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Instant analysis: Braves 5, Nats 1

Instant analysis: Braves 5, Nats 1

Game in a nutshell: With a chance to pull off a rousing series sweep and extend their lead over the Braves to a commanding eight games, the Nationals were silenced by the unheralded Kris Medlen. The right-hander, who has pitched brilliantly since moving into the rotation, tossed seven scoreless innings, out-dueling Ross Detwiler, who faded quickly after a strong start to his evening. Ultimately, a lack of clutch hitting and some very shaky defense -- Bryce Harper took a bad route on a two-run double, and Ryan Zimmerman and Kurt Suzuki each committed errors during an ugly top of the ninth -- did in the Nationals. They didn't sweep the series, but they still took two of three and still hold a six-game advantage on the only team still challenging them in the NL East.

Hitting lowlight: How bad is Harper struggling at the plate? Really bad. After wearing a Golden Sombrero Tuesday night, he looked silly again in his first three plate appearances tonight. How you can tell Harper is lost at the plate: He's taking first-pitch fastballs for strikes, then swinging at breaking balls out of the zone. The rookie did redeem himself in the eighth, knocking Eric O'Flaherty's pitch into left field and then hustling into second base. But the way he's going right now, especially against left-handers, you have to wonder if Harper might be looking at some more bench time moving forward.

Pitching highlight: They say there's no better pitch in baseball than a well-placed fastball, and Detwiler proved that theory correct through the first three innings of this start. Relying almost 100 percent on his heater, the lefty retired nine of the first 10 batters he faced and looked ready to cruise through the start. But a two-out, four-pitch walk of the opposing pitcher seemed to unnerve Detwiler; he wasn't the same after that. Martin Prado drilled a two-run double to deep center (after Harper took a bad jump) to put the Braves ahead. A couple more hits surrendered in the sixth ended Detwiler's night much sooner than anyone would have expected only a few innings earlier.

Key stat: On June 3, all five teams in the NL East were separated by only 3 12 games. When play began today, the Mets, Phillies and Marlins were all 20 games back, with the Braves seven games back.

Up next: After a day off, the Nationals head north to Philadelphia for a weekend series with the fading Phillies. Edwin Jackson takes on Kyle Kendrick in Friday's 7:05 p.m. opener at Citizens Bank Park.

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Did Max Scherzer's dance moves cause the Junkies' broadcast to lose power?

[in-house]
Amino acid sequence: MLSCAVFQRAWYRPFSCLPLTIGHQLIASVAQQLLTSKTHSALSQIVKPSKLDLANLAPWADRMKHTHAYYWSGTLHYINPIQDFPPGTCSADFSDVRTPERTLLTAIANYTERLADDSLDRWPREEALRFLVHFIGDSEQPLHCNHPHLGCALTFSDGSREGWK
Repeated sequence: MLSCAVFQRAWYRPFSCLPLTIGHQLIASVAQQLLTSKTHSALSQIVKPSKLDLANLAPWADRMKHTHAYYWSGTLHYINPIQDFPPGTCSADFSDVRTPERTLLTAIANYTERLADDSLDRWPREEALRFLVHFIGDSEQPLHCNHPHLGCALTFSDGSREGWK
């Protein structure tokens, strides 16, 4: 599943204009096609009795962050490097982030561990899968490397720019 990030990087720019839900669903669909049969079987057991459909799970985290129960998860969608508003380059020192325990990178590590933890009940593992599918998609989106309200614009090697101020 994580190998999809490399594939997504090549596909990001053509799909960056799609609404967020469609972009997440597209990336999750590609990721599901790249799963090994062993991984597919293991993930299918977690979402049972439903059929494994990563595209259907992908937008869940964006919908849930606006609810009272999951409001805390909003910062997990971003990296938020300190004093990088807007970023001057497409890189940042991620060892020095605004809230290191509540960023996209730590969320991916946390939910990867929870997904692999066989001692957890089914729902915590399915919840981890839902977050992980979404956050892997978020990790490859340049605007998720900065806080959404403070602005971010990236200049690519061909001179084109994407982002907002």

USA Today Sports

Did Max Scherzer's dance moves cause the Junkies' broadcast to lose power?

Watching Max Scherzrer rack up Ks during a game is a usual sight for fans.

Dancing is not.

On Wednesday while the Sports Junkies were broadcasting at Nats Spring Training in West Palm Beach, we got a taste of what the back-to-back Cy Young Award winner has to offer on the dance floor. 

With just about a week left until their season kicks off, manager Dave Martinez hired a DJ for the day's workout, saying he wanted to "turn it up a notch." 

Well he turned it up a few too many notches, causing the back end of the complex where the Junkies were broadcasting to lose power.

While the Junkies were put in a pickle because of said DJ, we were able to get a glance of Scherzer dancing to Drakes' "God's Plan."


It's nice to see the usually lazer-focused pitcher let loose.

While Scherzer's dance moves didn't actually cause the Junkies to lose power, it's nice to think they were too much for the ballpark to handle. 

106.7 The Fans Sports Junkies simulcasts on NBC Sports Washington every weekday morning from 6:00 to 10:00 am ET. You can stream the Sports Junkies right here

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The sound of Bryce Harper's first spring training HR is beautiful


The sound of Bryce Harper's first spring training HR is beautiful

It's that wonderful time of year again — when baseball teams flock to warmer climates for spring training and the regular season is practically around the corner — and Bryce Harper is already killing it.

It took the Washington Nationals a few games to brush away their offseason cobwebs and get back into gear, but since the beginning of March, they're riding a five-game win streak as of Sunday the 4th.

They are 6-4-1 in spring training going into Monday's matchup against the St. Louis Cardinals.

Since Thursday, the Nats have taken down — in order — the Atlanta Braves, New York Mets, defending World Series champion Houston Astros, the Detroit Tigers and the Mets again. Sunday's 6-2 win against the Tigers was in large part thanks to Harper's bat, as the star of the team drilled his first home run of spring training. 


Turn up the volume for this one because the sound of Harper's contact with the ball is just beautiful — and perhaps enough to get you pumped for the March 29 opener.

Harper blew this ball away in the bottom of the third for a two-run homer with Howie Kendrick on base. He also had a single in the fourth and finished the game with three RBI.

Gio Gonzalez was the winning pitcher for the Nats.